July 2017 Meetup – Blockchain and a few ideas how to beat the Duopoly

On a rooftop, one hot summer day in TLV, the monthly Meetup of the Israel TravelTech Startups (ITTS) was held, with participants from 100 Israeli start-ups. Perhaps one of these promising start-ups will, in the near future, be one of the leaders of the world TravelTech industry. It is certain that everyone here wants a piece of the travel industry’s yearly revenue of a few trillion dollars. Those who dare to create a trustworthy product/service that saves time and money will have a chance to reach great numbers of users looking for a vacation.

2 primary concerns:

  1. Blockchain, Digital Currency and TravelTech
  2. Cutting profit margin between the booking platforms and customers

Blockchain and the Travel Industry

Blockchain is changing the way we relate to money, from writing contracts to making payments. A $100 bill is just a piece of paper; its value comes from the trust we have in the various governmental enforcement agencies and financial institutions. This trust endows the money with credible value for which you can exchange for goods and services. Blockchain will change everything! Contracts will be B2C and P2P (peer to peer). A quick example – a customer will hop in a taxi and an online Blockchain contract will be initiated between the driver and the customer. It will be trustworthy, because the data will be placed in an online ledger that will be copied tenfold to thousands of servers and computers worldwide. The payment will be made online per every kilometer the taxi travels. This is just an example to illustrate the absence of bills, banks, or any enforcement agency whatsoever. Beware – any TravelTech company that plans to make a profit, mid or long term, as an intermediary between customer and supplier will not be needed in the sales process. In the future, a Blockchain contract will be made directly between customer and product/service, and payment will be made with bitcoin or any similar digital currency. So start-ups that are planning their path as intermediary, please re-evaluate.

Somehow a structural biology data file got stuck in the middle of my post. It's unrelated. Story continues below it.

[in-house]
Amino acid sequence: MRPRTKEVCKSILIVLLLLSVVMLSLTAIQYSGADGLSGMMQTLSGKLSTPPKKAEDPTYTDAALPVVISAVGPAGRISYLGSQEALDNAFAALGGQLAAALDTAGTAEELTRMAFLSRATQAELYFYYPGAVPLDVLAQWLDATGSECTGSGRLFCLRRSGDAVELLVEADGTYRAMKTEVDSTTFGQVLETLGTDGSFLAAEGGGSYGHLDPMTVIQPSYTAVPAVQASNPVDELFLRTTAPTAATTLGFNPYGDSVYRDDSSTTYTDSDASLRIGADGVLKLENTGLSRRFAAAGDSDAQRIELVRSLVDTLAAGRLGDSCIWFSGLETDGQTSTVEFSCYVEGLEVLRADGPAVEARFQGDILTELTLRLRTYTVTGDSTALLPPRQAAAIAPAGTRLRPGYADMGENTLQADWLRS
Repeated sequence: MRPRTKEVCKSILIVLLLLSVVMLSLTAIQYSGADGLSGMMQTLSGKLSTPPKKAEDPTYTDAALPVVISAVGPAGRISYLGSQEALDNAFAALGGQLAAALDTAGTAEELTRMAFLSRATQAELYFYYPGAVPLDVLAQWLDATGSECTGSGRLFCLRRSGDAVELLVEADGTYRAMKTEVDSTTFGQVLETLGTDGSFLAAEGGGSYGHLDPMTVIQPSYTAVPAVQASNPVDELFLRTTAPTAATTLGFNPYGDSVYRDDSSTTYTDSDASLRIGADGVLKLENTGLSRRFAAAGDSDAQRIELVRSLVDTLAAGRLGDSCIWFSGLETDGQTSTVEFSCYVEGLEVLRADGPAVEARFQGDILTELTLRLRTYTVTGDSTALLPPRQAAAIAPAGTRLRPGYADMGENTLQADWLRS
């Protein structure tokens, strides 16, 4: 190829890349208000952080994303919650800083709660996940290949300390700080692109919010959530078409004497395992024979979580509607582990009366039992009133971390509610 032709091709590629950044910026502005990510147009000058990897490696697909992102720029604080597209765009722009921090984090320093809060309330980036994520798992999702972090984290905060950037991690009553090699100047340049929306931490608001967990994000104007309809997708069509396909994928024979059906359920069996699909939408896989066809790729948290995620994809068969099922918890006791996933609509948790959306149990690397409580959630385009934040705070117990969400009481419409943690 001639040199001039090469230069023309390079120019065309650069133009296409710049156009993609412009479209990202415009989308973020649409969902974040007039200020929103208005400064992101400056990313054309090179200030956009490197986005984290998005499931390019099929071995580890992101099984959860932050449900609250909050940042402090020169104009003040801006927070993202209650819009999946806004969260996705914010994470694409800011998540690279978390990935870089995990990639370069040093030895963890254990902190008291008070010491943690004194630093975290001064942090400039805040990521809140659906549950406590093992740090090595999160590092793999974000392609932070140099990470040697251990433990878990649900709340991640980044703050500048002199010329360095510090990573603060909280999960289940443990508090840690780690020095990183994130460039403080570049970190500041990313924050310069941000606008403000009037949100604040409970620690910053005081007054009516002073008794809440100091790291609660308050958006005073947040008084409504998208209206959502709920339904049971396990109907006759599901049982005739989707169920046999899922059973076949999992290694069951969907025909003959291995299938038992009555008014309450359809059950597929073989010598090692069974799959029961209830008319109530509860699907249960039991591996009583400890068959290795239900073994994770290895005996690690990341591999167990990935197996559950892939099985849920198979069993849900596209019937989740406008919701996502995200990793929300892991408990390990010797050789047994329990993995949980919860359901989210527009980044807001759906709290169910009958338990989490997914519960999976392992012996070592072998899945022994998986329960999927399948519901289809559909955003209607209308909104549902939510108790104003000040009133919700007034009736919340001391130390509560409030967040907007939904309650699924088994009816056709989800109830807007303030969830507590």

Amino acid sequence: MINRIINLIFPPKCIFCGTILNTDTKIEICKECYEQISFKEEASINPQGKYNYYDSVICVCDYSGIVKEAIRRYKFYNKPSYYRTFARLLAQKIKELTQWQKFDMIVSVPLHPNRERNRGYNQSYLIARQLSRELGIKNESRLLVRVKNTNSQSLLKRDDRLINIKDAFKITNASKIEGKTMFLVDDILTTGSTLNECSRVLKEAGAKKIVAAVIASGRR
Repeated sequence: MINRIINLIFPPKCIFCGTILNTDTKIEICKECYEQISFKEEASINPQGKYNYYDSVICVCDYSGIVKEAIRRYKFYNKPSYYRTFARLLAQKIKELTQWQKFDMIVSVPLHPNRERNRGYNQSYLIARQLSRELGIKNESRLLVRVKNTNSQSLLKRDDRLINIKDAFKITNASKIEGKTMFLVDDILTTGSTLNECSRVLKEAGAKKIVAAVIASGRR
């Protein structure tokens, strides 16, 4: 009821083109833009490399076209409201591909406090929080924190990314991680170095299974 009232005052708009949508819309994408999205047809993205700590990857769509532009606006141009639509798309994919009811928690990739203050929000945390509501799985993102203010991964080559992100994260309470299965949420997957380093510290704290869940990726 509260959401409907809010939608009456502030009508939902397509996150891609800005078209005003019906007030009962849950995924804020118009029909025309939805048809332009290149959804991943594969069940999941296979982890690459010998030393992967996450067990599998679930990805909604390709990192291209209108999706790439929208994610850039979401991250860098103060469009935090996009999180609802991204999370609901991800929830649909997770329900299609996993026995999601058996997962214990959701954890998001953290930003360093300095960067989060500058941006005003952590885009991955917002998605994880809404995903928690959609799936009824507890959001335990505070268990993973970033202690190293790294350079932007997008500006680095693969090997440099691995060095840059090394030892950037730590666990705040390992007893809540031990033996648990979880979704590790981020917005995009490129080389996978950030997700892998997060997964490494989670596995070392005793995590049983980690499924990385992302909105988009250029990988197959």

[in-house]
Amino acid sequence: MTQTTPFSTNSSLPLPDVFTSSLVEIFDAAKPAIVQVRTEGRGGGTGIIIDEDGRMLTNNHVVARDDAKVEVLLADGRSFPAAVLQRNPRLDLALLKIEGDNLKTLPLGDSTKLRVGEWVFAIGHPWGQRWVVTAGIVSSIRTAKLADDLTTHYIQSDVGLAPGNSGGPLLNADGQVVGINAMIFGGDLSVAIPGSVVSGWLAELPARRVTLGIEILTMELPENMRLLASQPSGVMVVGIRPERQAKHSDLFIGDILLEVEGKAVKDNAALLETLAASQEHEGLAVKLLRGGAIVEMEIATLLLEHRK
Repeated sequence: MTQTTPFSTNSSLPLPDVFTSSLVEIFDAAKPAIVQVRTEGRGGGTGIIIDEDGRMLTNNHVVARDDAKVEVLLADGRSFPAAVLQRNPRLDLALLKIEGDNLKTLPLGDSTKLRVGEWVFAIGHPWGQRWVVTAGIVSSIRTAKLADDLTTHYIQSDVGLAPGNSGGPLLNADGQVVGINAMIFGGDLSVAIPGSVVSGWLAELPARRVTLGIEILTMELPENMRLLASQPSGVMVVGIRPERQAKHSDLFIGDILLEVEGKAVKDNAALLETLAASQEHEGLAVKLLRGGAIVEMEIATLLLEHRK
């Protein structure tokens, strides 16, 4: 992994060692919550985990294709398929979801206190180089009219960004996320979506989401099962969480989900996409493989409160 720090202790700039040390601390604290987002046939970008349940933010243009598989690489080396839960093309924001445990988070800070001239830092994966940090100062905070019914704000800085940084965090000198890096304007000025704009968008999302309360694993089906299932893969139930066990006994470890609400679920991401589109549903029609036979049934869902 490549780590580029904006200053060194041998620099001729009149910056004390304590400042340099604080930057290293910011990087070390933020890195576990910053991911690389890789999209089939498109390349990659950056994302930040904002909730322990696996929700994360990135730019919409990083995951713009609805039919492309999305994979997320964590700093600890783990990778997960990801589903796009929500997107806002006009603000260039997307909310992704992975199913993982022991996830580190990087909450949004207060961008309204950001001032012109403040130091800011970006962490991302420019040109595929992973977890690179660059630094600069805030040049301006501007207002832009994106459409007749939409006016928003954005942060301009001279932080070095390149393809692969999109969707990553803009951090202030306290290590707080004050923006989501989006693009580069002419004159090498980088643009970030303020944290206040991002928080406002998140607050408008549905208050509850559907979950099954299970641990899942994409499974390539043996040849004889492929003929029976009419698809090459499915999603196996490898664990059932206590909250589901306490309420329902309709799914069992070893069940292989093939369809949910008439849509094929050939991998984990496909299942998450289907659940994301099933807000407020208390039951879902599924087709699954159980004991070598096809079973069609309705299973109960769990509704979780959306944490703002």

itts pic

Credit: Iris Friedman
Who is going to beat Expedia and Priceline?

As a rule, on the internet, 99% of users use 1% of websites. This is also true in the travel industry. Expedia and Priceline (Booking.com, Kayak etc.) took the cake and are generating together a yearly revenue of $19 billion. We met a few Israeli start-ups looking to give a better value. It is said already that the cookies raise prices according to users. The big players take a 20% commission (approximate) as part a hotel booking transaction. So between the cookie that adjusts prices and a 20% commission there is a large margin that can be cut. Here are a few examples of start-ups that are looking to give us a better, cheaper service:

  1.    Pruvo – https://www.pruvo.net

Book your hotel room through one of the booking platforms with free cancellation. Send Pruvo your reservation. If they will find your exact booking cheaper, they will get back to you with a cheaper offer. Cancel your original booking and book through them. Apparently there is up to a 40% price drop even after reservations are made. Provu can locate this price gap between your reservation and theirs. It is worth checking out – nothing to lose.

  1.    Better Hotel – https://www.betterhotel.com

Well, same idea different concept. Better Hotel can monitor your reservation up to the last moment. They will monitor prices a few times every day. If they find a better hotel for the same price you paid, they will book it. You have earned a free upgrade. Book your vacation through a booking platform with free cancellation and give it a go with Better Hotel for a great upgrade and a more enjoyable vacation.

3.    Splitty – https://www.splittytravel.com/

Splitty have a different approach to get better prices. Give them your booking request, and they will get you a better price than the big booking platforms. Splitty splits your reservation to  reservations blocks, enabling them to achieve much better results than other booking methods. Again, I would say it is worth checking this option.

Clearly there is room for improvement in price and quality between hotels and customers. In a market worth of billions of dollars, companies that can create better value for consumers will get a share. Start-ups that act quickly enough, grow fast and create a loyal base of a few million users will stand out and create big traction.

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